By Anyssa Roberts| @KyKernel
Alltech issued a challenge to UK, University of Louisville and University of Pikeville students last year to propose an array of economic development solutions for eastern Kentucky.
A panel of independent entrepreneurs and private investors selected UK as the $10,000 winner of the Alltech Innovation competition among all three universities.
Alltech founder and president Dr. Pearse Lyons said the first place prize money was the same amount with which he used to start Alltech, now an almost $1 billion company focused on the animal health and nutrition industry.
The teams were challenged to focus on the nine Eastern Kentucky counties of Bell, Floyd, Harlan, Johnson, Knott, Letcher, Magoffin, Martin and Pike.
Jordan Denny, Lee Goatley, Jordan Laycock and Jarrod Willis, all students in UK’s Gatton College of Business and Economics, formed TerraCast Technologies in late November when they were first faced with the challenge.
“Lexington needs to grow her own jobs,” Lyons said. “Our young people have lots of ideas, and if we can present a forum to them where they could express the ideas and explore the ideas, then those ideas become even more powerful in the hands of an entrepreneurial person that sees things others do not see.”
The idea to start the competition in Kentucky began when Lyons invited the president of the University of Pikeville, former Gov. Paul Patton, to see what could be done about the economy in Eastern Kentucky.
While Kentucky hits just above the national unemployment rate of 7.9 percent, at 8.1 percent recorded in December, some counties have seen unemployment rates at above 13 percent, according to Gatton’s website.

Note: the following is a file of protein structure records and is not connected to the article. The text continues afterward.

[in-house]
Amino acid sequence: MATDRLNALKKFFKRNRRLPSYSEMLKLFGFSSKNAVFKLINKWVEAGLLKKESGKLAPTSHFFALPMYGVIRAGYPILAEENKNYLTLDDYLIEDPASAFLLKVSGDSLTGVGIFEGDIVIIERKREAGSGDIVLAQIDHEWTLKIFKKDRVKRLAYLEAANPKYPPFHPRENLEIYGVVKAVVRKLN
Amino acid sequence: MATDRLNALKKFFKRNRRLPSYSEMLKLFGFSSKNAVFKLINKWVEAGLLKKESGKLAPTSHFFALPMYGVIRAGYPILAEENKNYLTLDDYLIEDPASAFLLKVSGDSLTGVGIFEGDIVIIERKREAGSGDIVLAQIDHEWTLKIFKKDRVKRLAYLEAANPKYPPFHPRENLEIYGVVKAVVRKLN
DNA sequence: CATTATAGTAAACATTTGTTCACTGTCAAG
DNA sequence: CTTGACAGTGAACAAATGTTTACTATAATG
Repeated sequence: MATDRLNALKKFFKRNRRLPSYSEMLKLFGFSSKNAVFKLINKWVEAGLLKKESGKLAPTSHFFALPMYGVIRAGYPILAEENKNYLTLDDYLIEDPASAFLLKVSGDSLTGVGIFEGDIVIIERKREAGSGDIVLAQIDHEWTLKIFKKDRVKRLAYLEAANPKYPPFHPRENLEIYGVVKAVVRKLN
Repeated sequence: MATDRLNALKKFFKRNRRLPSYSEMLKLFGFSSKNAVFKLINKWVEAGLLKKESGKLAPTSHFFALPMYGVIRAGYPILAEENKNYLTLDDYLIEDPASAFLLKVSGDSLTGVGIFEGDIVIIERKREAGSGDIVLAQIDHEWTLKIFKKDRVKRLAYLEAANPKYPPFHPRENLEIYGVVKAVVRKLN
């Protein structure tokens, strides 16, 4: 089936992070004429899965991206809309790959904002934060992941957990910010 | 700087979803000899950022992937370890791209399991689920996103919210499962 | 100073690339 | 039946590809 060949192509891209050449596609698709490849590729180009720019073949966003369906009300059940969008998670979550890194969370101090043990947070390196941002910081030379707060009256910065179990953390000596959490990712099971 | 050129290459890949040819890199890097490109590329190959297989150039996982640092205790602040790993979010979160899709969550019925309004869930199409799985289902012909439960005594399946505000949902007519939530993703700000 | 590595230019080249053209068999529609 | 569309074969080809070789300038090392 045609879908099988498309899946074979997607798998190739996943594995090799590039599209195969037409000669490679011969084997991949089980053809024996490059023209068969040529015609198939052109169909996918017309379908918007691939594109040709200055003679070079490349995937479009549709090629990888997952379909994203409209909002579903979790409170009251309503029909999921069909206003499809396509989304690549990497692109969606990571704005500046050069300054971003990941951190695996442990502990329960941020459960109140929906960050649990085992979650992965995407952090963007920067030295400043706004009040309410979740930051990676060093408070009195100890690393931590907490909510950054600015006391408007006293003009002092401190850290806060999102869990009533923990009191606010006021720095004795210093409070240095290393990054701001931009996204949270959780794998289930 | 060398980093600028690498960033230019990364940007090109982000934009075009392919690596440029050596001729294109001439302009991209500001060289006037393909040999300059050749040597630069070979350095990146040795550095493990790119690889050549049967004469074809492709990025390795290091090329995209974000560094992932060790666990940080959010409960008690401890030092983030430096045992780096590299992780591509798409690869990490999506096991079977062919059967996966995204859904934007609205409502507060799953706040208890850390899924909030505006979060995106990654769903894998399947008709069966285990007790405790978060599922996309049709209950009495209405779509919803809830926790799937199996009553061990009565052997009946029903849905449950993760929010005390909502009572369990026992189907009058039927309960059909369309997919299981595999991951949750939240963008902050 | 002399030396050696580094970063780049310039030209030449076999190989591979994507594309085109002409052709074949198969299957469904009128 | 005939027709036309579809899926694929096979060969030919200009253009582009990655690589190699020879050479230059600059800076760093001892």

“Through other school projects I have learned about the need for economic development in that region of the state,” Goatley said. “I took on the challenge because I knew that my group and I had a wonderful opportunity to learn more about business development and to work with a wonderful group of people.”
The team used funds to test research by UK professors Sue Nokes and Michael Montross from the Department of Biosystems and Agricultural Engineering.
Both recently were granted $7 million by the U.S. Department of Agriculture to further their investment in switchgrass research.
TerraCast Technologies realized the potential in the switchgrass concept, so it was selected for developing the business plan.
At the competition in January, with exclusive rights to technology developed by the two UK professors, TerraCast Technologies introduced a plan that would target 104,925 acres of reclaimed mountaintop land in the nine Eastern Kentucky counties.
Organic, sustainable, perennial and drought-tolerant, the switchgrass would provide additional income for Eastern Kentucky farmers, who would be contracted to seed and harvest.
“We felt great about the plan we developed and the presentation we gave, so we had our fingers crossed,” Denny said. “Moving forward we are continuing to work on the plan to improve it.”
The team hopes to compete in competitions in the future, including the UK Venture Challenge, the university’s annual business competition for student entrepreneurs taking place Saturday.